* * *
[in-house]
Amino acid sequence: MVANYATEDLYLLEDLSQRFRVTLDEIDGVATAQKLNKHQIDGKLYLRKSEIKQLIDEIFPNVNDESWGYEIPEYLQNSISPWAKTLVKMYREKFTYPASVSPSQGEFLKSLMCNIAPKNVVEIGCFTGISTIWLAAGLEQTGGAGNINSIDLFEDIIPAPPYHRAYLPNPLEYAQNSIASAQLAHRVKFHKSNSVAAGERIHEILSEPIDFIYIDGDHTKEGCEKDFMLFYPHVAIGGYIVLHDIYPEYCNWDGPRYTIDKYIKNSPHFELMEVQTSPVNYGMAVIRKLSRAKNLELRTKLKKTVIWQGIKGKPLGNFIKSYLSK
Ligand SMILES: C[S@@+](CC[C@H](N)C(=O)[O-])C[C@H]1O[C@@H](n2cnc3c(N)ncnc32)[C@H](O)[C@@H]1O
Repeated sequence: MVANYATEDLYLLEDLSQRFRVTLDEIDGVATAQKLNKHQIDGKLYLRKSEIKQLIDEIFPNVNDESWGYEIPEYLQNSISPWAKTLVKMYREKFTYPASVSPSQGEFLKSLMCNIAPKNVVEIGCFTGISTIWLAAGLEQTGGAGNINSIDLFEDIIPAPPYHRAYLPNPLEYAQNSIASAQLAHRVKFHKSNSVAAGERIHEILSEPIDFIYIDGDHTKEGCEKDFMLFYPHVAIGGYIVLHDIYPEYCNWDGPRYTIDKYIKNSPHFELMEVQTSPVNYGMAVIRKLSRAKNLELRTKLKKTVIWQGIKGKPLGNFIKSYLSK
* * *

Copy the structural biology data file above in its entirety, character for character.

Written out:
[in-house]
Amino acid sequence: MVANYATEDLYLLEDLSQRFRVTLDEIDGVATAQKLNKHQIDGKLYLRKSEIKQLIDEIFPNVNDESWGYEIPEYLQNSISPWAKTLVKMYREKFTYPASVSPSQGEFLKSLMCNIAPKNVVEIGCFTGISTIWLAAGLEQTGGAGNINSIDLFEDIIPAPPYHRAYLPNPLEYAQNSIASAQLAHRVKFHKSNSVAAGERIHEILSEPIDFIYIDGDHTKEGCEKDFMLFYPHVAIGGYIVLHDIYPEYCNWDGPRYTIDKYIKNSPHFELMEVQTSPVNYGMAVIRKLSRAKNLELRTKLKKTVIWQGIKGKPLGNFIKSYLSK
Ligand SMILES: C[S@@+](CC[C@H](N)C(=O)[O-])C[C@H]1O[C@@H](n2cnc3c(N)ncnc32)[C@H](O)[C@@H]1O
Repeated sequence: MVANYATEDLYLLEDLSQRFRVTLDEIDGVATAQKLNKHQIDGKLYLRKSEIKQLIDEIFPNVNDESWGYEIPEYLQNSISPWAKTLVKMYREKFTYPASVSPSQGEFLKSLMCNIAPKNVVEIGCFTGISTIWLAAGLEQTGGAGNINSIDLFEDIIPAPPYHRAYLPNPLEYAQNSIASAQLAHRVKFHKSNSVAAGERIHEILSEPIDFIYIDGDHTKEGCEKDFMLFYPHVAIGGYIVLHDIYPEYCNWDGPRYTIDKYIKNSPHFELMEVQTSPVNYGMAVIRKLSRAKNLELRTKLKKTVIWQGIKGKPLGNFIKSYLSK